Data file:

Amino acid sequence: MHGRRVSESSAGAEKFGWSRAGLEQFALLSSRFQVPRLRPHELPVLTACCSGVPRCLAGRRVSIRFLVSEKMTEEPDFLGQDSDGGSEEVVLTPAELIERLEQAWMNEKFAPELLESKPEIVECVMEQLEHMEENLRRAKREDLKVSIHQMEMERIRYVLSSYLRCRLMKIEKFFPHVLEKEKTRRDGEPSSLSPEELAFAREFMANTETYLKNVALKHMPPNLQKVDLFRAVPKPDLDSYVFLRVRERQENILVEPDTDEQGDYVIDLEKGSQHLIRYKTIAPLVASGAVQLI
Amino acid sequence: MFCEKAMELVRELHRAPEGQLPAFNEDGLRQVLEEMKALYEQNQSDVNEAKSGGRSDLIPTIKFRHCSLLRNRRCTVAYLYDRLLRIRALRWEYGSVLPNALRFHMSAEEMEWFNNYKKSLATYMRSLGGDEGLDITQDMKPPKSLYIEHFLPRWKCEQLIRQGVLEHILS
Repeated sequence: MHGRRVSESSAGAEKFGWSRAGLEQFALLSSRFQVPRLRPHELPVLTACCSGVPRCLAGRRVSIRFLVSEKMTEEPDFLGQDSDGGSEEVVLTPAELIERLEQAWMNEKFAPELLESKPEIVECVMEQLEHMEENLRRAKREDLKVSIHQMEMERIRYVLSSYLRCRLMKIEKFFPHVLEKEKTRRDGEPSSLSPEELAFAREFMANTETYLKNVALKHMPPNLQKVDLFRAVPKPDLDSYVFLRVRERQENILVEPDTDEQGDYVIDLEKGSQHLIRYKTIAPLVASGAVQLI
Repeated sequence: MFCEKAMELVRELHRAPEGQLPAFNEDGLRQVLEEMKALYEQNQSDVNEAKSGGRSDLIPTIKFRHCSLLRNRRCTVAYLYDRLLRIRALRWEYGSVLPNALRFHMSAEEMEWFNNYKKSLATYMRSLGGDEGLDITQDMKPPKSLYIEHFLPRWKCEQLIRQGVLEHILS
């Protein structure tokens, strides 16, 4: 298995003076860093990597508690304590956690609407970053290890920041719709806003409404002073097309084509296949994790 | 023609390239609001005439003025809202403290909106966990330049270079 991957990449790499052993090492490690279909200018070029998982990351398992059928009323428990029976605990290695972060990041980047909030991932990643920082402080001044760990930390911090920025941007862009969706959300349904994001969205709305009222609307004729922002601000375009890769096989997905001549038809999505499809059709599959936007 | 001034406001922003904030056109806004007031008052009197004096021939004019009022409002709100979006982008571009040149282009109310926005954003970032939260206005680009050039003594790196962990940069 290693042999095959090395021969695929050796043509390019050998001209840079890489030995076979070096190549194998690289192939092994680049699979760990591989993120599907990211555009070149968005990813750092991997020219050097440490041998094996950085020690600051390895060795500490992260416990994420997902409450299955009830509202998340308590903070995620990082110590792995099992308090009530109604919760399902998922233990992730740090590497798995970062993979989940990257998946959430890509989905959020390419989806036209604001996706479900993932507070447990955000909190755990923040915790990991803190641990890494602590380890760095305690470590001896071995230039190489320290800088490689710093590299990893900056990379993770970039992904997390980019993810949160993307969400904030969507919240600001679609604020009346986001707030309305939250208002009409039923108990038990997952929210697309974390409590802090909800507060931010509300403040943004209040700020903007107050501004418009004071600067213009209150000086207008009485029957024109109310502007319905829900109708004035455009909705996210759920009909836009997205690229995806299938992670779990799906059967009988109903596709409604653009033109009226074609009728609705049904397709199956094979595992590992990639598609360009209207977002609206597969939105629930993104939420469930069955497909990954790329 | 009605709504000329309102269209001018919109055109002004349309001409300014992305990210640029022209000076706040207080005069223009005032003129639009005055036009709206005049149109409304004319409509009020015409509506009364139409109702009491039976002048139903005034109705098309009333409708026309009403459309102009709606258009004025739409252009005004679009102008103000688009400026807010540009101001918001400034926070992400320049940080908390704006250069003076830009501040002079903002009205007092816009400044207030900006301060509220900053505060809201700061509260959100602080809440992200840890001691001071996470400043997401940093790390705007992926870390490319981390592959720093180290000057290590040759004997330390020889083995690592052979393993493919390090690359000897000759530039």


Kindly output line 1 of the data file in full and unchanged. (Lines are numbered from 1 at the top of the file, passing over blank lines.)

Amino acid sequence: MHGRRVSESSAGAEKFGWSRAGLEQFALLSSRFQVPRLRPHELPVLTACCSGVPRCLAGRRVSIRFLVSEKMTEEPDFLGQDSDGGSEEVVLTPAELIERLEQAWMNEKFAPELLESKPEIVECVMEQLEHMEENLRRAKREDLKVSIHQMEMERIRYVLSSYLRCRLMKIEKFFPHVLEKEKTRRDGEPSSLSPEELAFAREFMANTETYLKNVALKHMPPNLQKVDLFRAVPKPDLDSYVFLRVRERQENILVEPDTDEQGDYVIDLEKGSQHLIRYKTIAPLVASGAVQLI